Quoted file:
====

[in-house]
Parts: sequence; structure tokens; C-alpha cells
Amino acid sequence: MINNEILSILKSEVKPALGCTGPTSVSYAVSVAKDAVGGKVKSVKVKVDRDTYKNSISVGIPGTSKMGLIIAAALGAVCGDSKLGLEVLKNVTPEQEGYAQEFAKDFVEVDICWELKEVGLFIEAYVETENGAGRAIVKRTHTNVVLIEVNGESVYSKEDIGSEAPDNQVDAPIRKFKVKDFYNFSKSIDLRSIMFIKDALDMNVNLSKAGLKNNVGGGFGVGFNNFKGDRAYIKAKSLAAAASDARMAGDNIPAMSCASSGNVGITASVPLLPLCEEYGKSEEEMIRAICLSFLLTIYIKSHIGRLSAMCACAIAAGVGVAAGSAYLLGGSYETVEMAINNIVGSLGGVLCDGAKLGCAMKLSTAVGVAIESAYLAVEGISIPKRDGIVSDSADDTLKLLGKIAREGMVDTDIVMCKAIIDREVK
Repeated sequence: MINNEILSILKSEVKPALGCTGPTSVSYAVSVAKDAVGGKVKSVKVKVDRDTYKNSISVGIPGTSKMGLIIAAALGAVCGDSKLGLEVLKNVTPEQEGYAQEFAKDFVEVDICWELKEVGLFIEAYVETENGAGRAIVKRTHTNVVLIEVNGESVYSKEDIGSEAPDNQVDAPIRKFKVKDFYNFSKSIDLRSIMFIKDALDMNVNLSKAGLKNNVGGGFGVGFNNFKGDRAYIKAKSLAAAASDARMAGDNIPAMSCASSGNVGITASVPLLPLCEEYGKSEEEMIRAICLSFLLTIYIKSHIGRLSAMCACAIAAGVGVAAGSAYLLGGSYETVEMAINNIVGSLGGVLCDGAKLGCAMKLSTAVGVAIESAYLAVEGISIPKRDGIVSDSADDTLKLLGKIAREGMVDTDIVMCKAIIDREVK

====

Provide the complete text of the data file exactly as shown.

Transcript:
[in-house]
Parts: sequence; structure tokens; C-alpha cells
Amino acid sequence: MINNEILSILKSEVKPALGCTGPTSVSYAVSVAKDAVGGKVKSVKVKVDRDTYKNSISVGIPGTSKMGLIIAAALGAVCGDSKLGLEVLKNVTPEQEGYAQEFAKDFVEVDICWELKEVGLFIEAYVETENGAGRAIVKRTHTNVVLIEVNGESVYSKEDIGSEAPDNQVDAPIRKFKVKDFYNFSKSIDLRSIMFIKDALDMNVNLSKAGLKNNVGGGFGVGFNNFKGDRAYIKAKSLAAAASDARMAGDNIPAMSCASSGNVGITASVPLLPLCEEYGKSEEEMIRAICLSFLLTIYIKSHIGRLSAMCACAIAAGVGVAAGSAYLLGGSYETVEMAINNIVGSLGGVLCDGAKLGCAMKLSTAVGVAIESAYLAVEGISIPKRDGIVSDSADDTLKLLGKIAREGMVDTDIVMCKAIIDREVK
Repeated sequence: MINNEILSILKSEVKPALGCTGPTSVSYAVSVAKDAVGGKVKSVKVKVDRDTYKNSISVGIPGTSKMGLIIAAALGAVCGDSKLGLEVLKNVTPEQEGYAQEFAKDFVEVDICWELKEVGLFIEAYVETENGAGRAIVKRTHTNVVLIEVNGESVYSKEDIGSEAPDNQVDAPIRKFKVKDFYNFSKSIDLRSIMFIKDALDMNVNLSKAGLKNNVGGGFGVGFNNFKGDRAYIKAKSLAAAASDARMAGDNIPAMSCASSGNVGITASVPLLPLCEEYGKSEEEMIRAICLSFLLTIYIKSHIGRLSAMCACAIAAGVGVAAGSAYLLGGSYETVEMAINNIVGSLGGVLCDGAKLGCAMKLSTAVGVAIESAYLAVEGISIPKRDGIVSDSADDTLKLLGKIAREGMVDTDIVMCKAIIDREVK